This July, I had the absolute pleasure of leaving Indiana behind for a week to backpack through Yosemite National Park. It was a trip I’d wanted to take since I was a kid and finally got the chance. (You’ll be amazed what people say “yes” to when you remind them it’s for your 40th birthday.)
The trip was as good as I imagined it would be. No, better. Bear with me as I paint a picture of my life each day.
Wake up at 4:30a (7:30a my time), gaze at the stars, and listen to the silence. Unlike Indiana summers, there wasn’t a sound in the night air of Yosemite. Not a bird, frog, cicada. Nothing…just the sounds of silence I’d long forgotten.
As I waited for the sun to crawl out bed, I stayed in mine—reading a book by headlamp and watching by breath billow in the cool, crisp air. An hour or so later, I grabbed my camera and stumbled around in the darkness. While the moon was bright in the park, it was still a challenge traversing granite slabs to find the perfect spot to sit and look down on the rising sun. Yes, down on the rising sun. You don’t get that vantage point in the Midwest.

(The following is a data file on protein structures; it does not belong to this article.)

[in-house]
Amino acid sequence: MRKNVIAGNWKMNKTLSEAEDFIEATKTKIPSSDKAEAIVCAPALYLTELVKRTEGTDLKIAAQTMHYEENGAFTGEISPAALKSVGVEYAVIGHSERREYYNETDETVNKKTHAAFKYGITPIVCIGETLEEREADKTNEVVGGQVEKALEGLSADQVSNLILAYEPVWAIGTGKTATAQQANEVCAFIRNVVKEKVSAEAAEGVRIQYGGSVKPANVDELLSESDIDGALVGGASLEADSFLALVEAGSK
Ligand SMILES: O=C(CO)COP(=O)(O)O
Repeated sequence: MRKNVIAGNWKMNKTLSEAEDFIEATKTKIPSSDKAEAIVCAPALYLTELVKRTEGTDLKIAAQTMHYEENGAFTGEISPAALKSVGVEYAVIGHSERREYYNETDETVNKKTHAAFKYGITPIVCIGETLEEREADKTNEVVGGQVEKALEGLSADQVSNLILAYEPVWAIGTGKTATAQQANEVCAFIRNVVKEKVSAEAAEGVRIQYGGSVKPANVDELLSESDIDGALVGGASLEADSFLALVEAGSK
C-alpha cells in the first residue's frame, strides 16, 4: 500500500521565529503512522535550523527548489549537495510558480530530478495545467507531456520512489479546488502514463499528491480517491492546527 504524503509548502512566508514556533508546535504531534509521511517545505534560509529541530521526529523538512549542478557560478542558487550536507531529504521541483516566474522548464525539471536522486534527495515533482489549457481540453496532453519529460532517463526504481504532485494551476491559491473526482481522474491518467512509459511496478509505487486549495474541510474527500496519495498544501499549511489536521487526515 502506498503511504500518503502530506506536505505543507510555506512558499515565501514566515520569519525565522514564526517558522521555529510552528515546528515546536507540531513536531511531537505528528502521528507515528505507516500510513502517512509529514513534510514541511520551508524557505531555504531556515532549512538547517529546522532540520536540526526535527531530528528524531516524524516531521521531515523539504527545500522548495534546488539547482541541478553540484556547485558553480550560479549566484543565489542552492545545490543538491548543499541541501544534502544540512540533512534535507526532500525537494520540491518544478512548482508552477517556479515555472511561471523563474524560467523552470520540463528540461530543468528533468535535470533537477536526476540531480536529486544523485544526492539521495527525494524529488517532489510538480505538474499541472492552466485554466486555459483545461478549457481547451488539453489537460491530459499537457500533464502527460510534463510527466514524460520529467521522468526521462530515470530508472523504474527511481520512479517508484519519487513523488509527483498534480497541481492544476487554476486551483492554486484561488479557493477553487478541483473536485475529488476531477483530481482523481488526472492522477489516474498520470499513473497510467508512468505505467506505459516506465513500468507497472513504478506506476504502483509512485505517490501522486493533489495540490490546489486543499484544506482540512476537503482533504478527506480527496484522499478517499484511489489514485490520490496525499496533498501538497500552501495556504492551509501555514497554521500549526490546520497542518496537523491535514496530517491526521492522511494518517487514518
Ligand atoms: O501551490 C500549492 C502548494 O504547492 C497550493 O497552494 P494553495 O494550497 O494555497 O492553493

Once found, I’d sit and watch the neighboring rock faces come to life—from cold, grey stones to warm, golden boulders. (Before Yosemite, I never knew that rocks could find consciousness.)
After breakfast and more reading, I left for that day’s hike, scaling rocks, roaming through streams, and meandering through woods. Rough life. Six hours later and minus 3,000+calories lost in the most enjoyable workout ever, it was time for dinner and journaling by headlamp. The next morning, wake and repeat.
My point in sharing all this, you ask? Simply to explain how disconnected I was from the digital world, and how rooted I was in the natural world. Unlike other trips where I might attempt to unplug from email, texts, and social media, having no cell reception here made it unthinkable. And so I wasted no energy fighting off urges. That energy was instead invested in reactivating and exercising all five senses.
Then it was over.